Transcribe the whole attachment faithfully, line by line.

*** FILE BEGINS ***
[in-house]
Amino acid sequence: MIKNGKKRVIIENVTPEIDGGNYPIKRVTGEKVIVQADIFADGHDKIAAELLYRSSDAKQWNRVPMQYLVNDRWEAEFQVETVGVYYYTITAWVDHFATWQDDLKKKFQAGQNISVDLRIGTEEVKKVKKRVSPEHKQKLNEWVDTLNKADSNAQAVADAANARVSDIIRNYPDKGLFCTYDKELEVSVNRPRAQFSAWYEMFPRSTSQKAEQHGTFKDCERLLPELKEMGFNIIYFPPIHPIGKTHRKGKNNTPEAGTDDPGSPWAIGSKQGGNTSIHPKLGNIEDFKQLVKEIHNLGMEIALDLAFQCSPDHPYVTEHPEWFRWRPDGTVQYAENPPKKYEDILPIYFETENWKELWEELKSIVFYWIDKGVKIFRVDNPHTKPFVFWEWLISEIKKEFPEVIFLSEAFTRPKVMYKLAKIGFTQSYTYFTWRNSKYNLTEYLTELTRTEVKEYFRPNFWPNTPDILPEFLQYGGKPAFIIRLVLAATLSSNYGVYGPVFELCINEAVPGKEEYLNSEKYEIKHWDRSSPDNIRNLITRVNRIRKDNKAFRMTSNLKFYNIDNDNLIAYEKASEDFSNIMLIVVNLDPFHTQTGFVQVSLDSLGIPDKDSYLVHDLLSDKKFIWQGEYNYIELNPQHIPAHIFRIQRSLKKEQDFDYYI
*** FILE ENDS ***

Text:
[in-house]
Amino acid sequence: MIKNGKKRVIIENVTPEIDGGNYPIKRVTGEKVIVQADIFADGHDKIAAELLYRSSDAKQWNRVPMQYLVNDRWEAEFQVETVGVYYYTITAWVDHFATWQDDLKKKFQAGQNISVDLRIGTEEVKKVKKRVSPEHKQKLNEWVDTLNKADSNAQAVADAANARVSDIIRNYPDKGLFCTYDKELEVSVNRPRAQFSAWYEMFPRSTSQKAEQHGTFKDCERLLPELKEMGFNIIYFPPIHPIGKTHRKGKNNTPEAGTDDPGSPWAIGSKQGGNTSIHPKLGNIEDFKQLVKEIHNLGMEIALDLAFQCSPDHPYVTEHPEWFRWRPDGTVQYAENPPKKYEDILPIYFETENWKELWEELKSIVFYWIDKGVKIFRVDNPHTKPFVFWEWLISEIKKEFPEVIFLSEAFTRPKVMYKLAKIGFTQSYTYFTWRNSKYNLTEYLTELTRTEVKEYFRPNFWPNTPDILPEFLQYGGKPAFIIRLVLAATLSSNYGVYGPVFELCINEAVPGKEEYLNSEKYEIKHWDRSSPDNIRNLITRVNRIRKDNKAFRMTSNLKFYNIDNDNLIAYEKASEDFSNIMLIVVNLDPFHTQTGFVQVSLDSLGIPDKDSYLVHDLLSDKKFIWQGEYNYIELNPQHIPAHIFRIQRSLKKEQDFDYYI